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So today Buddy and I eventually left Richards Bay after having spent 12 days there. I must admit I was starting to wonder if we were ever going to leave but this morning after bidding farewell to Richard and Nicola Stone, Monica Bailey and Peter De Breyn all who made my stay in Richards Bay a really excellent one (thanks guys you were all amazing and are now regarded as family) I headed for Empangeni, where Daryl from Empangeni Round Table and Sales Manager for Empangeni Nissan, arranged to have Buddy’s gearbox oil checked and topped up. Then I took the road north in the howling wind and rain. I must admit that there were two things that really impressed me with Richards Bay. One was the fact that it is a spotless town Everyday I saw people out picking up papers and cleaning the sidewalks and streets, not that the people of Richards Bay litter the place, but it is a really clean town. Secondly the thing that is second closest to my heart, and that is names of places, streets etc. This whole story about changing names of streets, towns etc really gets my goat. Fine, if you are going to change a name of a street or whatever then do so, but don’t name them after your ‘heroes’ or anybody for that matter. Richards Bay has named their suburbs after animals, birds, plants, trees etc and the streets are named after species identified in those categories. I think this is a really great idea.
Anyway I headed out to Mtubatuba in the freezing rain, and took an hour and a half to drive the fifty kilometre stretch. Soon after leaving Empangeni, the irritating noise of the vibrating alternator which Frank Van der Merwe in Richards Bay so kindly fixed had returned, but this time I knew exactly what it was and, on checking, discovered that the metal belt/bracket on the alternator had broken! But thanks Frank, you taught me something and I felt quite chuffed that I could now immediately identify the cause of the problem. On arriving in Pongola I walked into the Motolek outlet and although the guy couldn’t provide me with a new one offered to braize (I think that’s what he did) the two broken halves together and I fitted it back on. Mmm I’m actually scaring myself with my mechanical skills; they are becoming nearly as good as my computer skills. (Okay stop laughing…)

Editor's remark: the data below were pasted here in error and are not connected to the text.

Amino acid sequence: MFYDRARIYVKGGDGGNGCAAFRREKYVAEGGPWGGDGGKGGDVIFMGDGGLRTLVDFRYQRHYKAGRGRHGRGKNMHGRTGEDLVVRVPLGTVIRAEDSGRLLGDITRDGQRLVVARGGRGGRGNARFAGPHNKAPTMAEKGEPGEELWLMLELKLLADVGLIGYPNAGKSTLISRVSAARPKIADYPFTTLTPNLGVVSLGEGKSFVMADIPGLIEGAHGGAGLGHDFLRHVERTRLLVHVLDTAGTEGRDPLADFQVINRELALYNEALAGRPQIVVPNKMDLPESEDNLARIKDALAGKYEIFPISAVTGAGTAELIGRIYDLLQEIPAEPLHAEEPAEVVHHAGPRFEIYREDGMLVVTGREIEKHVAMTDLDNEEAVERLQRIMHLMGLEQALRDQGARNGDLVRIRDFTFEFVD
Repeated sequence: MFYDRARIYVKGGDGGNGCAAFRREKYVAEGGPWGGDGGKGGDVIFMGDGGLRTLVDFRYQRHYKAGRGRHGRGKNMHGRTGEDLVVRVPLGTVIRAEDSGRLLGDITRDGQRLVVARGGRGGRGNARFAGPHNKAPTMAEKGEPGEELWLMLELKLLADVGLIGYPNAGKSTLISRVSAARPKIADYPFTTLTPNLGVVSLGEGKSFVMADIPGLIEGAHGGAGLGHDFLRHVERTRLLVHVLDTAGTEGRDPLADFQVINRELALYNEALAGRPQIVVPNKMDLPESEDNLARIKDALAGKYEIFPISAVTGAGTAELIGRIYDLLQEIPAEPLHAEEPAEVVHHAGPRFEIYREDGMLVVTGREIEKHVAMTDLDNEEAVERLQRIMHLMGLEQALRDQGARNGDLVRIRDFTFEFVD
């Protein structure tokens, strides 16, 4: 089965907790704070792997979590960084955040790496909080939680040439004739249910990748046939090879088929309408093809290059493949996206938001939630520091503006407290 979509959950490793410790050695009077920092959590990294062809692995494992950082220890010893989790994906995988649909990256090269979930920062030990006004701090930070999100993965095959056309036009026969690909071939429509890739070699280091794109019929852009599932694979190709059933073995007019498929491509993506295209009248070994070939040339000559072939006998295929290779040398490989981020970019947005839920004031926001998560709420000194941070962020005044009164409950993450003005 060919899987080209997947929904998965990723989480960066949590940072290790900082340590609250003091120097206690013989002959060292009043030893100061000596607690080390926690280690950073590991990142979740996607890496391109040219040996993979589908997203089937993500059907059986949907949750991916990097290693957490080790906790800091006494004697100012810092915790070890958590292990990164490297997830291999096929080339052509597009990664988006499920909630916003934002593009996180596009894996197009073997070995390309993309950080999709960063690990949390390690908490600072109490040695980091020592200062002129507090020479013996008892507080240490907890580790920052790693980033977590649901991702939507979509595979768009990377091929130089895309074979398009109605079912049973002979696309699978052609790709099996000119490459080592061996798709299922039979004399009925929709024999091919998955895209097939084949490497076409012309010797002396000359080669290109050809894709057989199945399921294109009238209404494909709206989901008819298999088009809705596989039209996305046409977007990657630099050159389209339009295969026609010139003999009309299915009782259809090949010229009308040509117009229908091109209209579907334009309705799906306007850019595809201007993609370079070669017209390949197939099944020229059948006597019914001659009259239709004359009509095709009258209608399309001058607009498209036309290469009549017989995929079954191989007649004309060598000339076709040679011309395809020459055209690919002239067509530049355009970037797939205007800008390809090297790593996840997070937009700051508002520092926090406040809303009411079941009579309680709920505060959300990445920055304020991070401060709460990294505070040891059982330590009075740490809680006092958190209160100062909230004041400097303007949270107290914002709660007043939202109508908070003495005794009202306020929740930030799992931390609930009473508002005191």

I arrived in Mtubatuba in the still pouring rain and was invited in by the staff for a magic cup of coffee. Because of the rain, things were pretty quiet in the store and so I did not stay very long, although I was there long enough for a guy in military uniform driving a white Toyota Corolla to almost run me down in the car park. I went to Buddy to get my camera for a picture of the staff and, because it was raining, checked to see if any cars were in the close vicinity and saw this white Toyota Corolla about thirty meters away and quickly walked across the car park and this idiot revved his engine and shot forward as if trying to run me over. I jumped out of the road and as he pulled up alongside he shouted a few nasty words at me which included the words “Hey white man…..”. I suppose we just have to live with idiots like this in our country because it comes from both sides.